OS: What are your plans for you future? Will you stay with volleyball?

AD: I would love to stay with volleyball as long as there [are] opportunities to. As soon as the opportunities die out for me, I would love to start coaching. My mom coached me and I’ve been around coaching since I was born. I coach a club team now. I love just being around the sport and I don’t think that it will ever not be a huge part of my life.

OS: In the spirit of gender equality, do you think the men should have to wear spandex shorts as well as the women?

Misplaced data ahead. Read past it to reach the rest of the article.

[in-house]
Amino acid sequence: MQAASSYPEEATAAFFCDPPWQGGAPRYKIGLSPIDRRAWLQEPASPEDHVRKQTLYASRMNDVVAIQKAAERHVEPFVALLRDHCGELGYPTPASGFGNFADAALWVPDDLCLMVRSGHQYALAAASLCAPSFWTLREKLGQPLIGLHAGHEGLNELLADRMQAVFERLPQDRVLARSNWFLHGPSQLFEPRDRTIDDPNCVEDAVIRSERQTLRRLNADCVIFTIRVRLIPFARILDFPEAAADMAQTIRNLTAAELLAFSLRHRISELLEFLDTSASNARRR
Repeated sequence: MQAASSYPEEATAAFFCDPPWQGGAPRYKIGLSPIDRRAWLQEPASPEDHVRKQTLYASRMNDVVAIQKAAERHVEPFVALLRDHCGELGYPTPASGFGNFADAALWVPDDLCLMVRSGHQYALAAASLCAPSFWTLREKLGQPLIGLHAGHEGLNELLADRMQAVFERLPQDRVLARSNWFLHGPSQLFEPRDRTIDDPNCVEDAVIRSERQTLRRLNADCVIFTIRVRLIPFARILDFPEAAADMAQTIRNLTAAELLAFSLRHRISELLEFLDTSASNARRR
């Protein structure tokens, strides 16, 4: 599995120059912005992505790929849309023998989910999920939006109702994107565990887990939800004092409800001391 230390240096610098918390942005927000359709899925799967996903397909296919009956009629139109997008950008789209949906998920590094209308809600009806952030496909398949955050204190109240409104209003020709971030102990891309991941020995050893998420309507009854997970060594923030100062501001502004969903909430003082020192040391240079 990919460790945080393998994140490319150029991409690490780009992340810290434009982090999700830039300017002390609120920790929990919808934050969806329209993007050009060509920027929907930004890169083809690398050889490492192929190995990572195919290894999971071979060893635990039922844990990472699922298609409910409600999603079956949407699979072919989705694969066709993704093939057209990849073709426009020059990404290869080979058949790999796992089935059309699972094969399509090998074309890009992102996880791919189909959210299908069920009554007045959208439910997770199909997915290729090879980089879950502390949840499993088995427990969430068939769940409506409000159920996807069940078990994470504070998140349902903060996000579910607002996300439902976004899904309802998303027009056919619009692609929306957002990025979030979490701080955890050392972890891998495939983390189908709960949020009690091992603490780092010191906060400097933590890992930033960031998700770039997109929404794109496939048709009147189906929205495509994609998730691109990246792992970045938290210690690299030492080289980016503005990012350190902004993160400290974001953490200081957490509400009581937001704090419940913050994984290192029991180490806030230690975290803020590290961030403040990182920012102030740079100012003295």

AD: I think it’s hysterical when they do! They have worn them before for lifting when we’re down in the weight room. Our guys team is just silly and crazy, so they have the personalities to pull that off. But, I think it’s okay that they wear shorts. It would be funny if, every once in a while, they had a throw-back match and wore some spandex!

About the Author

Michael Berton

I grew up in a Philly suburb, then moved to a different one. I am now at Penn State, where I can actually sate my giant appetite for sports. Other than writing, I also play the cello in the Penn State Philharmonic.